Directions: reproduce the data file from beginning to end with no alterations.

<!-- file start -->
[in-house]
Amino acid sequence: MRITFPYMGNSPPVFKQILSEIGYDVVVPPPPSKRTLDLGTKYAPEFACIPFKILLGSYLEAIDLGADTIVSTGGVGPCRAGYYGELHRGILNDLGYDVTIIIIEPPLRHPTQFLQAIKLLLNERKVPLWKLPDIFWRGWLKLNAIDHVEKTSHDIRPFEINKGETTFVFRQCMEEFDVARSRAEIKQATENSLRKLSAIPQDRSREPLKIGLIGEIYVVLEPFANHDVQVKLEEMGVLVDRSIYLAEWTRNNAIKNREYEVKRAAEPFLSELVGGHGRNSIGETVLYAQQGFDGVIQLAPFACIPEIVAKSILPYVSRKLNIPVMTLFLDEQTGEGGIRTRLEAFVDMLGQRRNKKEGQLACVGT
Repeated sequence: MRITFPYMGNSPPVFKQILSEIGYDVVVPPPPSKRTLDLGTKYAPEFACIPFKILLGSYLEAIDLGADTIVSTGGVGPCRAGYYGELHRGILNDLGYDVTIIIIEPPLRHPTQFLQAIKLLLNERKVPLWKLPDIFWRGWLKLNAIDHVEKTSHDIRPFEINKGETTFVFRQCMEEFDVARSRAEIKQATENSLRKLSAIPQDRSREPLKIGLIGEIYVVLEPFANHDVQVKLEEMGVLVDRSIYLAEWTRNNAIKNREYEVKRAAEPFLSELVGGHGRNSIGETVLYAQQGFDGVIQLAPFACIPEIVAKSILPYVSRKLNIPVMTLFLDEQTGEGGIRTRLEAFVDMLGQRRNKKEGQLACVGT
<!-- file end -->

[in-house]
Amino acid sequence: MRITFPYMGNSPPVFKQILSEIGYDVVVPPPPSKRTLDLGTKYAPEFACIPFKILLGSYLEAIDLGADTIVSTGGVGPCRAGYYGELHRGILNDLGYDVTIIIIEPPLRHPTQFLQAIKLLLNERKVPLWKLPDIFWRGWLKLNAIDHVEKTSHDIRPFEINKGETTFVFRQCMEEFDVARSRAEIKQATENSLRKLSAIPQDRSREPLKIGLIGEIYVVLEPFANHDVQVKLEEMGVLVDRSIYLAEWTRNNAIKNREYEVKRAAEPFLSELVGGHGRNSIGETVLYAQQGFDGVIQLAPFACIPEIVAKSILPYVSRKLNIPVMTLFLDEQTGEGGIRTRLEAFVDMLGQRRNKKEGQLACVGT
Repeated sequence: MRITFPYMGNSPPVFKQILSEIGYDVVVPPPPSKRTLDLGTKYAPEFACIPFKILLGSYLEAIDLGADTIVSTGGVGPCRAGYYGELHRGILNDLGYDVTIIIIEPPLRHPTQFLQAIKLLLNERKVPLWKLPDIFWRGWLKLNAIDHVEKTSHDIRPFEINKGETTFVFRQCMEEFDVARSRAEIKQATENSLRKLSAIPQDRSREPLKIGLIGEIYVVLEPFANHDVQVKLEEMGVLVDRSIYLAEWTRNNAIKNREYEVKRAAEPFLSELVGGHGRNSIGETVLYAQQGFDGVIQLAPFACIPEIVAKSILPYVSRKLNIPVMTLFLDEQTGEGGIRTRLEAFVDMLGQRRNKKEGQLACVGT